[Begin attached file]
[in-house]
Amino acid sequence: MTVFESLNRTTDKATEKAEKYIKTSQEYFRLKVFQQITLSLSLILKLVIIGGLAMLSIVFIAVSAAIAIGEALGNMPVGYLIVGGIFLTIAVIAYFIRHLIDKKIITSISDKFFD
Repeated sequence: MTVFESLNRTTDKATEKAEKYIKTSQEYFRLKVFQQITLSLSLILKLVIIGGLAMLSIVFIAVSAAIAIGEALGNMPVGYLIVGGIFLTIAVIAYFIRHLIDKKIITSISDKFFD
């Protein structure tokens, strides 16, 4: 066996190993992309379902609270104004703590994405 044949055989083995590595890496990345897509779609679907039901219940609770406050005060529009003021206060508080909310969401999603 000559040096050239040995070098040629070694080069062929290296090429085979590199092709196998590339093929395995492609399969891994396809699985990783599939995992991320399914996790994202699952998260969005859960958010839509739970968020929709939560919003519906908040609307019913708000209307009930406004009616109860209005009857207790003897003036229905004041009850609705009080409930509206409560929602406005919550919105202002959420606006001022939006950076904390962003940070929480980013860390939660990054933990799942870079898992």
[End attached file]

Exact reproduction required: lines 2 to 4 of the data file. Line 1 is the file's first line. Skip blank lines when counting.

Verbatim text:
Amino acid sequence: MTVFESLNRTTDKATEKAEKYIKTSQEYFRLKVFQQITLSLSLILKLVIIGGLAMLSIVFIAVSAAIAIGEALGNMPVGYLIVGGIFLTIAVIAYFIRHLIDKKIITSISDKFFD
Repeated sequence: MTVFESLNRTTDKATEKAEKYIKTSQEYFRLKVFQQITLSLSLILKLVIIGGLAMLSIVFIAVSAAIAIGEALGNMPVGYLIVGGIFLTIAVIAYFIRHLIDKKIITSISDKFFD
């Protein structure tokens, strides 16, 4: 066996190993992309379902609270104004703590994405 044949055989083995590595890496990345897509779609679907039901219940609770406050005060529009003021206060508080909310969401999603 000559040096050239040995070098040629070694080069062929290296090429085979590199092709196998590339093929395995492609399969891994396809699985990783599939995992991320399914996790994202699952998260969005859960958010839509739970968020929709939560919003519906908040609307019913708000209307009930406004009616109860209005009857207790003897003036229905004041009850609705009080409930509206409560929602406005919550919105202002959420606006001022939006950076904390962003940070929480980013860390939660990054933990799942870079898992």